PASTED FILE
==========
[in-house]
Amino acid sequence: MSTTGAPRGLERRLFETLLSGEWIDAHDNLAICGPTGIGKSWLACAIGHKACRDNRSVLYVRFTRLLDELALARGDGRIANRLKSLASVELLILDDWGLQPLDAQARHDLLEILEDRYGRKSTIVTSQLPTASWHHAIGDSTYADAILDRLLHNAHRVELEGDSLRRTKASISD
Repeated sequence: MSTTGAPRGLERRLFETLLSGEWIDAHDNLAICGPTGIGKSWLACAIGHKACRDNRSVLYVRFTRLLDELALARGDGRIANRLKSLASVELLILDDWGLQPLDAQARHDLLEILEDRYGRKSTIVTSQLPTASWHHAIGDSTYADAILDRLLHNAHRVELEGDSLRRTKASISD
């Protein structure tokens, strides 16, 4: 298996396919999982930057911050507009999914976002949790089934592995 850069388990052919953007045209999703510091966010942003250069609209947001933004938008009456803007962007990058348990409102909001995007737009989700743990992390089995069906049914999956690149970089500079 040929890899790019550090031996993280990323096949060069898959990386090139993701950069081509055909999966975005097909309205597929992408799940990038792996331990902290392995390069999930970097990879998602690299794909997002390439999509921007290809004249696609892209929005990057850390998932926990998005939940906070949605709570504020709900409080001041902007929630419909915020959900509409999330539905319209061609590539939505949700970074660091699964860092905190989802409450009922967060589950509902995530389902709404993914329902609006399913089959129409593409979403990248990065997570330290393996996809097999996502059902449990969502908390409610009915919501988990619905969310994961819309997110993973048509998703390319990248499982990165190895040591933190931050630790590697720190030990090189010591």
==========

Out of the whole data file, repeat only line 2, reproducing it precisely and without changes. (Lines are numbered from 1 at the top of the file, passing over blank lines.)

Amino acid sequence: MSTTGAPRGLERRLFETLLSGEWIDAHDNLAICGPTGIGKSWLACAIGHKACRDNRSVLYVRFTRLLDELALARGDGRIANRLKSLASVELLILDDWGLQPLDAQARHDLLEILEDRYGRKSTIVTSQLPTASWHHAIGDSTYADAILDRLLHNAHRVELEGDSLRRTKASISD